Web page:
Programs that focus exclusively on abstinence have not been shown to affect teenager sexual behavior, although they are eligible for tens of millions of dollars in federal grants, according to a study released by a nonpartisan group that seeks to reduce teen pregnancies.
"At present there does not exist any strong evidence that any abstinence program delays the initiation of sex, hastens the return to abstinence or reduces the number of sexual partners" among teenagers, the study concluded.
The report, which was based on a review of research into teenager sexual behavior, was being released Wednesday by the nonpartisan National Campaign to Prevent Teen and Unplanned Pregnancy.
The study found that while abstinence-only efforts appear to have little positive impact, more comprehensive sex education programs were having "positive outcomes" including teenagers "delaying the initiation of sex, reducing the frequency of sex, reducing the number of sexual partners and increasing condom or contraceptive use."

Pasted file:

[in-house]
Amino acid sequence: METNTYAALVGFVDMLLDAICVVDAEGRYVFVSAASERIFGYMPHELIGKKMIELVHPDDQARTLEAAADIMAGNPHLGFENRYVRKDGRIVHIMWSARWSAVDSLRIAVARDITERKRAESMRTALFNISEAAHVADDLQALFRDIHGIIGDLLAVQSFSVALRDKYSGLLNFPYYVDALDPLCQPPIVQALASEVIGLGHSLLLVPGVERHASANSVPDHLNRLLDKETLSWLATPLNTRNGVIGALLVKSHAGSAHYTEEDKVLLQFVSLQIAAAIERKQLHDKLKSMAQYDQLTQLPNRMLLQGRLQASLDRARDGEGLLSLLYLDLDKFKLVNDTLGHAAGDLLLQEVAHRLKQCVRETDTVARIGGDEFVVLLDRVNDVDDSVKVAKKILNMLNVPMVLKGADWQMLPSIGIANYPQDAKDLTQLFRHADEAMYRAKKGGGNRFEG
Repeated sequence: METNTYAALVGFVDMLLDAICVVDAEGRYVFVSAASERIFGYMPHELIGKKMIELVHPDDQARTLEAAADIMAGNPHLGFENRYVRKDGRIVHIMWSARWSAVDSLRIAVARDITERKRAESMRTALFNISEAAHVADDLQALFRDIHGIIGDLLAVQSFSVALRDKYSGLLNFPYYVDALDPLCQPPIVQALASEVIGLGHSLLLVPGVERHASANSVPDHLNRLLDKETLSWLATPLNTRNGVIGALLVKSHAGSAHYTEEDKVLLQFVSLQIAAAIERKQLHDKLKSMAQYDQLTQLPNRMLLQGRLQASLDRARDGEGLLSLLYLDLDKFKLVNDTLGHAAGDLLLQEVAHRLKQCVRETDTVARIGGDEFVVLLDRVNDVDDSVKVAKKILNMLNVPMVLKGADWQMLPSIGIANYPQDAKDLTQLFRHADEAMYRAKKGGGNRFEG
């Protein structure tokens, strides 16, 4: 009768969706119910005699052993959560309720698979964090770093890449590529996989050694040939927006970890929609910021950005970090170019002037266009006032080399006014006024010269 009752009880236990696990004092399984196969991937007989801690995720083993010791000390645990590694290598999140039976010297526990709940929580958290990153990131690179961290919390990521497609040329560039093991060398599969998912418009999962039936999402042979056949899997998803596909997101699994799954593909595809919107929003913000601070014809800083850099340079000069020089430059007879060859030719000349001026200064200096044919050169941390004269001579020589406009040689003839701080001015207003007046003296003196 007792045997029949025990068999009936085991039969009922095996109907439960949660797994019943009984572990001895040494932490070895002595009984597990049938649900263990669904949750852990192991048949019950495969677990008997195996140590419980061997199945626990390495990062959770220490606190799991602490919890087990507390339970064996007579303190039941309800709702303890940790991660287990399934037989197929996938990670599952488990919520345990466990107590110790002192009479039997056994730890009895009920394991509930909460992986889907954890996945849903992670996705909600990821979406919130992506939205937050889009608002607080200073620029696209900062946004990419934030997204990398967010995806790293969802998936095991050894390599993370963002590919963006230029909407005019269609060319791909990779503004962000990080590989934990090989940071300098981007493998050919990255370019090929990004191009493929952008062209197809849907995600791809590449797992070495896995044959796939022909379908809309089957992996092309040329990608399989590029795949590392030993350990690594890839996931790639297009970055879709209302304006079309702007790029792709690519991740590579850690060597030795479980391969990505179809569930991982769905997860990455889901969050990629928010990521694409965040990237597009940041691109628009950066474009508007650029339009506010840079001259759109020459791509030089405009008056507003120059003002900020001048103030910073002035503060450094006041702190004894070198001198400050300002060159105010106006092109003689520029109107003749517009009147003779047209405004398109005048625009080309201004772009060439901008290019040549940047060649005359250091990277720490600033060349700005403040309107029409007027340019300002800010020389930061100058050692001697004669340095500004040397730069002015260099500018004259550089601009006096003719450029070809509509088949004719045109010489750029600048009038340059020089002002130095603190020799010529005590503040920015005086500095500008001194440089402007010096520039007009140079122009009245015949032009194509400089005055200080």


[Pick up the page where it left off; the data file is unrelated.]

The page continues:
"Two-thirds of the 48 comprehensive programs that supported both abstinence and the use of condoms and contraceptives for sexually active teens had positive behavior effect," said the report.
This is hardly a surprise. Giving kids the facts enables them to make wise decisions. Hiding the facts and giving them moral lectures has the opposite effect.